What is CTE?
Career and Technical Education is intended to provide students with skills needed in the labor market and to prepare them for post-secondary study in technical areas. The emphasis is on real-world connections to classroom activities — students learn professional and technical skills by practicing those skills. Traditional CTE programs include such vocational courses as automotive repair and welding, but many states offer courses in desktop design applications under the CTE umbrella.
Rather than competing with academic-based college preparation programs, CTE can supplement academic programs, according to the Brookings Institute.
CTE can motivate students to attend school more frequently and be more engaged, and therefore improve core academic skills.” — The Brookings Institute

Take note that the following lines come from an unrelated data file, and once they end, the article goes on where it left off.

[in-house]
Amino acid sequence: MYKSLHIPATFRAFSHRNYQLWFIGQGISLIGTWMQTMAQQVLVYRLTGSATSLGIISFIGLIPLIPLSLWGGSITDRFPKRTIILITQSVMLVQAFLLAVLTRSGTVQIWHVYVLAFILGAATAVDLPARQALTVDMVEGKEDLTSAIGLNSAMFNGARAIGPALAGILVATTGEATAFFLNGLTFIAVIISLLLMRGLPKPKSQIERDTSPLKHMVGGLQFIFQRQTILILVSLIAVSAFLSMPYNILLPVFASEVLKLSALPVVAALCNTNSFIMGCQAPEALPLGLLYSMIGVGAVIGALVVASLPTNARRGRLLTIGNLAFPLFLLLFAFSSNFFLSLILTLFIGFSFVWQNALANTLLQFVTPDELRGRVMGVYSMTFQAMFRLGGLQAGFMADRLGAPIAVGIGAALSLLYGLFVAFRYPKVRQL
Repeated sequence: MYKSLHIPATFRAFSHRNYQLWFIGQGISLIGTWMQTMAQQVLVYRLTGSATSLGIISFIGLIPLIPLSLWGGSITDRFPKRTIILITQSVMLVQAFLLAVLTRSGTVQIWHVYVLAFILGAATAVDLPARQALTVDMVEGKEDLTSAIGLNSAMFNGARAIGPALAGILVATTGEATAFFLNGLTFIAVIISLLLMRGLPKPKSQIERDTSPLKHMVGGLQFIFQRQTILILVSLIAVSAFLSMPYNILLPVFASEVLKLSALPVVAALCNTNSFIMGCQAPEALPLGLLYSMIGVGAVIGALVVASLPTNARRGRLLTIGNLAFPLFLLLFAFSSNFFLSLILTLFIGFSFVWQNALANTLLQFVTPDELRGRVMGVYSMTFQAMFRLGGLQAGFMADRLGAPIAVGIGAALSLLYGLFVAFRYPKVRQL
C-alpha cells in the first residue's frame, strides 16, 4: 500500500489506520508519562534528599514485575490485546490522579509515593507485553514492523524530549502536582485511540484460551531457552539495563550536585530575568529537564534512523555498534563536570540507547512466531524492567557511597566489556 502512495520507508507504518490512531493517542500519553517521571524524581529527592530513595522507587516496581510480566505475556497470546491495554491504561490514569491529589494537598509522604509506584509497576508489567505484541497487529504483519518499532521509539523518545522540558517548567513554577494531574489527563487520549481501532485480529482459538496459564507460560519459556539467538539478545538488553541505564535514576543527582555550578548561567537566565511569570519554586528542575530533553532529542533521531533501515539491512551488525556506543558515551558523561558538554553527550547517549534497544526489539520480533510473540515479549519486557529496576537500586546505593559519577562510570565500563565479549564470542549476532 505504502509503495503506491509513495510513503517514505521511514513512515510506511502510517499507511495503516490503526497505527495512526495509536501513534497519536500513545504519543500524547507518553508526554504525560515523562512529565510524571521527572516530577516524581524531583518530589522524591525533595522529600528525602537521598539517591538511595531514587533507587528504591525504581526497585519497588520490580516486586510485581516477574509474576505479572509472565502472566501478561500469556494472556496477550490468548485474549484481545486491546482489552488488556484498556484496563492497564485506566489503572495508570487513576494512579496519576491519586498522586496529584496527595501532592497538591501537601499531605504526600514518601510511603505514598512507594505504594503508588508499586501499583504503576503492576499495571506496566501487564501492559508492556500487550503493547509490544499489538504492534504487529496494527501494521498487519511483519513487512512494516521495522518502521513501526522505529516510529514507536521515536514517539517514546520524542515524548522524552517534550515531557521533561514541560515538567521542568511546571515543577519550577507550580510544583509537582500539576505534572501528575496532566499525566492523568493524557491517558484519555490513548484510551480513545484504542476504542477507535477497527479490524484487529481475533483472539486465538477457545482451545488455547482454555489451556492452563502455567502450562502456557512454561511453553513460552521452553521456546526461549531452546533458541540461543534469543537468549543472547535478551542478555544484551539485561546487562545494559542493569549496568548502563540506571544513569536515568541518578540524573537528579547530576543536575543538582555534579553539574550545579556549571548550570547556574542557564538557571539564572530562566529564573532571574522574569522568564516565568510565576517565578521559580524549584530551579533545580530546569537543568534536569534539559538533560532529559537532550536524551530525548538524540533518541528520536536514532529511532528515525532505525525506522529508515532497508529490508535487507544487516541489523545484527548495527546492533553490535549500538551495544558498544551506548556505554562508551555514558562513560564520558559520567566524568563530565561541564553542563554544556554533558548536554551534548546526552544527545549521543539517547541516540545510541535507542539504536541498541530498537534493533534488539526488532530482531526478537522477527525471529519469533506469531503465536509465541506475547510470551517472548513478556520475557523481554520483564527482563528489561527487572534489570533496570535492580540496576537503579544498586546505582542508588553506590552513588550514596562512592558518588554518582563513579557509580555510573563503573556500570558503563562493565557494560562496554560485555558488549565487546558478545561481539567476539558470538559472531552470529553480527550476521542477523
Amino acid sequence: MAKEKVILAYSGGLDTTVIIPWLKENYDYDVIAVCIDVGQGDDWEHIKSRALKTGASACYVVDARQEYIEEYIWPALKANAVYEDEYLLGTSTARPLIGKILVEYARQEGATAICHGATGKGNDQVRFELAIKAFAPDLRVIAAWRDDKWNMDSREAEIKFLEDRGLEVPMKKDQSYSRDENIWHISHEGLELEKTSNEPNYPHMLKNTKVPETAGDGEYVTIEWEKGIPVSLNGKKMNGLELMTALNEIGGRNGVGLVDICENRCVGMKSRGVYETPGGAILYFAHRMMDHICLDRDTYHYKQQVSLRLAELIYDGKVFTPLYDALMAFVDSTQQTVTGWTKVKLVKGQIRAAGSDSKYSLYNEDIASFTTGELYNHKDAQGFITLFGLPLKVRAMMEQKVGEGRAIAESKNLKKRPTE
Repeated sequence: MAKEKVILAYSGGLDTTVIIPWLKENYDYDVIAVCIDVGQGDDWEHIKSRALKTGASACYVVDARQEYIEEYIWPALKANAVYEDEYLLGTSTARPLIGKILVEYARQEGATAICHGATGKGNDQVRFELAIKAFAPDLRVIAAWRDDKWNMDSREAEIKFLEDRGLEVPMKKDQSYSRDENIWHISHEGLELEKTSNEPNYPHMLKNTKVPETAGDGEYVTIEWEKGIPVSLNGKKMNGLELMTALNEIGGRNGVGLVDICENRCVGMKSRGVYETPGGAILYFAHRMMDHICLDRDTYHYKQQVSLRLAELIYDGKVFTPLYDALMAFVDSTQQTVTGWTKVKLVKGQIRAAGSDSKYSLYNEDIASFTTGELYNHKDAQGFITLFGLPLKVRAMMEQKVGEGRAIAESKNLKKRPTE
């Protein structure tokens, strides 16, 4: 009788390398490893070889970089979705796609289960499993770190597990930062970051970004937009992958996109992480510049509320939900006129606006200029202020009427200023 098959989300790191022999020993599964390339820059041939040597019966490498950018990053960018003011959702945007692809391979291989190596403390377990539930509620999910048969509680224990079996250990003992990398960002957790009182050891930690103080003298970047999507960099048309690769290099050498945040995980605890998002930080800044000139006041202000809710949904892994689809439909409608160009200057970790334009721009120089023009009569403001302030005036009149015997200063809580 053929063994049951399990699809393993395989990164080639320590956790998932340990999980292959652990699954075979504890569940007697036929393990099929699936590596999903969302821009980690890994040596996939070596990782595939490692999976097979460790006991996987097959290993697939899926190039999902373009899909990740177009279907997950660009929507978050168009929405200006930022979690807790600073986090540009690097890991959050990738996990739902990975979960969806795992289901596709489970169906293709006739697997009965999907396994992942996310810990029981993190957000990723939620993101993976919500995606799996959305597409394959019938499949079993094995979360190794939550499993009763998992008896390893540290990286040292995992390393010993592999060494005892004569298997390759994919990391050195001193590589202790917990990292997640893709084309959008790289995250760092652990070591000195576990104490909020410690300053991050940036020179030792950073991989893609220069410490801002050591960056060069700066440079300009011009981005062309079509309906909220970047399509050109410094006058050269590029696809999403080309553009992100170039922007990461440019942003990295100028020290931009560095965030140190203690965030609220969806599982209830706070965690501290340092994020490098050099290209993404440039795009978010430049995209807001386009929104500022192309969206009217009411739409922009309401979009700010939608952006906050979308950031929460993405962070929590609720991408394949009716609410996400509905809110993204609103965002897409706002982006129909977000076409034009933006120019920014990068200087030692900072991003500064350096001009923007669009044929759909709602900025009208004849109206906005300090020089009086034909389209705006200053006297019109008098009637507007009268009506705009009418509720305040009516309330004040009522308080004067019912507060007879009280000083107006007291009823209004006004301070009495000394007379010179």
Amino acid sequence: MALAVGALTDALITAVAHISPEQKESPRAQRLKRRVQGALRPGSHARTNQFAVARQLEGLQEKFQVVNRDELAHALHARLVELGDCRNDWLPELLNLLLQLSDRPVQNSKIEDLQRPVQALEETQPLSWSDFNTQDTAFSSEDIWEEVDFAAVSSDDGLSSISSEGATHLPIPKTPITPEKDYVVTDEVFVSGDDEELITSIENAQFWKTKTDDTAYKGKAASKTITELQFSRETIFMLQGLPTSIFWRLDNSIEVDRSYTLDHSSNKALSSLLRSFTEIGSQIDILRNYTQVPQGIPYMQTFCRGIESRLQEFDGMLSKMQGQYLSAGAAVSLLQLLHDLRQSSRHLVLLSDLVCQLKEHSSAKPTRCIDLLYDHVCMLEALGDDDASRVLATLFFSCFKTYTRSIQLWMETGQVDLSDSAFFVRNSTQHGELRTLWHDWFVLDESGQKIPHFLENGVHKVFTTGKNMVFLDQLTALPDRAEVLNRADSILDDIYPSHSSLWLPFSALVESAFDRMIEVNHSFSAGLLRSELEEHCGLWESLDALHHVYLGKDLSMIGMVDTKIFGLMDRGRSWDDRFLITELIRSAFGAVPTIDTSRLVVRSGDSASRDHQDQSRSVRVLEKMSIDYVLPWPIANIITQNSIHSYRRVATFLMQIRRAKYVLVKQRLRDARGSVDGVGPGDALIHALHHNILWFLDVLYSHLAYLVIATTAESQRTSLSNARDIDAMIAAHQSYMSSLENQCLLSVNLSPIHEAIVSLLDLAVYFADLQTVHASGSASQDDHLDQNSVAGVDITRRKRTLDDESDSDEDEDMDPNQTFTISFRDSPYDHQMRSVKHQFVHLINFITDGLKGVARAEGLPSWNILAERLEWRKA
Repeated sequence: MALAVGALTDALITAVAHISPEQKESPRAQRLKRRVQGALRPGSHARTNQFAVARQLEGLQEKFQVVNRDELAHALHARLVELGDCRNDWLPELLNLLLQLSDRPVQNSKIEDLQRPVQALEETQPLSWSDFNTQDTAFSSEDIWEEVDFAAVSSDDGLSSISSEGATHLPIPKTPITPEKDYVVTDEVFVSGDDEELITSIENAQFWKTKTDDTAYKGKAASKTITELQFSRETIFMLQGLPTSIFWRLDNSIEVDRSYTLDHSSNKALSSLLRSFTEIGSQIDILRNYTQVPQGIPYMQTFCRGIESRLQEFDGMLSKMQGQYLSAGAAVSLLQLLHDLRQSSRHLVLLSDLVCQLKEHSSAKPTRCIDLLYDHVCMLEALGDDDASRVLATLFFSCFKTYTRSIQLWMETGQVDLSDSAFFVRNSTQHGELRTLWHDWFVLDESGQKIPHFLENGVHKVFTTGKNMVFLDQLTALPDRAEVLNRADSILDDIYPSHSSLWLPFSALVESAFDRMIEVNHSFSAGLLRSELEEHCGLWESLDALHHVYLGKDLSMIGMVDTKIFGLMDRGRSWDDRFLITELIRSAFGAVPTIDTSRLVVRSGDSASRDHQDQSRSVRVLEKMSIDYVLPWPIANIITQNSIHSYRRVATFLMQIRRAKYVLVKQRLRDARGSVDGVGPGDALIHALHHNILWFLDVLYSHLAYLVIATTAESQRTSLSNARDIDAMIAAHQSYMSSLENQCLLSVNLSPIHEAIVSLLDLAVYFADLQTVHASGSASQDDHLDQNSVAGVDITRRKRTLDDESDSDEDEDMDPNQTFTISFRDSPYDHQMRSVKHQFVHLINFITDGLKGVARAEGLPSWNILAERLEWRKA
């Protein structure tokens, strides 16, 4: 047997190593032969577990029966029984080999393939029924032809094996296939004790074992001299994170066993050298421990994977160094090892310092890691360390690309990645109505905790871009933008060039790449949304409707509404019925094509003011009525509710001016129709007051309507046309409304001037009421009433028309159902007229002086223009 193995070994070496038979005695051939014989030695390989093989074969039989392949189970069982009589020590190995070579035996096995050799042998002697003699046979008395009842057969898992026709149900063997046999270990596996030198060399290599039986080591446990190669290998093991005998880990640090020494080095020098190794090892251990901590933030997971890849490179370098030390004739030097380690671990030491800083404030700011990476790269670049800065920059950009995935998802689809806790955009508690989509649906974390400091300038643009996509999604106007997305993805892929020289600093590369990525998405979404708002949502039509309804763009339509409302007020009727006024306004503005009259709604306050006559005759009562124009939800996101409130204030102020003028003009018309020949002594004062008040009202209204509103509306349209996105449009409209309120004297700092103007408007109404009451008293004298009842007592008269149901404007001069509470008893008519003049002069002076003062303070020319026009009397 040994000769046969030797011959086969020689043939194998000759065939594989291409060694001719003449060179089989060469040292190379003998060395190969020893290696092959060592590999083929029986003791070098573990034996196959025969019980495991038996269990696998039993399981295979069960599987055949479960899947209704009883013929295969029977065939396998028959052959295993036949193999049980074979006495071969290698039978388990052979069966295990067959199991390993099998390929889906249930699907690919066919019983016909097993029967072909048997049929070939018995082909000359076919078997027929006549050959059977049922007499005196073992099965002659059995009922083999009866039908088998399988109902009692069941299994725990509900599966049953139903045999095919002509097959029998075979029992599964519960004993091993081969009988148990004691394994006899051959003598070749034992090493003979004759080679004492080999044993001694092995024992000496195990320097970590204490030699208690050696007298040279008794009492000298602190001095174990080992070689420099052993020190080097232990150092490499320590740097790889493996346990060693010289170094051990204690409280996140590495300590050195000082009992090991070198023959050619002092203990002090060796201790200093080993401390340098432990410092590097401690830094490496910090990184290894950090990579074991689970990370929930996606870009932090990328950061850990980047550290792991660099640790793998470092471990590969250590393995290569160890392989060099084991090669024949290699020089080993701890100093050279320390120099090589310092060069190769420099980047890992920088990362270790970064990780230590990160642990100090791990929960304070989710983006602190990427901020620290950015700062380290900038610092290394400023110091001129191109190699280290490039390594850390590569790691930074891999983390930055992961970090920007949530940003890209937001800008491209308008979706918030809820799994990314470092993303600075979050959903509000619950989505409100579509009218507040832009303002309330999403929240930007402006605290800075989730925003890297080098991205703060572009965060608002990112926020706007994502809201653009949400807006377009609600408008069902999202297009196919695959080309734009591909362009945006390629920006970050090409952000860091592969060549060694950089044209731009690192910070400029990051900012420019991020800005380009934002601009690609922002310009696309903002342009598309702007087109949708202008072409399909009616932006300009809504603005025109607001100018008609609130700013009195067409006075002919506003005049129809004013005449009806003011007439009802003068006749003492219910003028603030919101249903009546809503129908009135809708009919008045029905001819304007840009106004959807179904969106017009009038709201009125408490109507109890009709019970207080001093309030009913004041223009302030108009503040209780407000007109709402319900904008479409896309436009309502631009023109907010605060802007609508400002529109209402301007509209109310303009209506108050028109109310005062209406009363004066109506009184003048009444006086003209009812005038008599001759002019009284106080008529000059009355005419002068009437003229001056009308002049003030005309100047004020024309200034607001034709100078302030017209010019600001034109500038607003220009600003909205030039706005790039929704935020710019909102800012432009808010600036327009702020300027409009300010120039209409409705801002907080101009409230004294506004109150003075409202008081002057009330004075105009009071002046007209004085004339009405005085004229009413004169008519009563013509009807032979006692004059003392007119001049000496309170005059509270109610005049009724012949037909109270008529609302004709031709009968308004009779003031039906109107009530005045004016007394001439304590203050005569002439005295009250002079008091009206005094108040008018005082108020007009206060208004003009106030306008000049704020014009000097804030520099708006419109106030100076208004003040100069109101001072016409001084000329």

Developing a publications program under CTE has several possible advantages.
For the adviser:
- Federal funding for equipment and professional development.
- Access to grants and support organizations.
- Recognition of the program as career preparation;
For the student:
- Dual enrollment in college program (varies by state).
- Certification in software programs such as Adobe Photoshop.
- Employability skills that translate directly into the workplace.
Publications and broadcast CTE programs integrates a variety of skills used in professional fields, including journalism but also business, technology, and “soft skills” needed in any workplace.
|Journalism Skills||Business Skills||Technology Skills||Life Skills|
Click here for more information on CTE.
How do I start a CTE program?
Whether journalism teachers have an existing publications program that falls under another content/department area or are starting a program from scratch, they may want or need to network with district and state CTE leadership, assess the program for career-related skills and research the requirements by state for teacher and program certification. For a step-by-step guide, click here.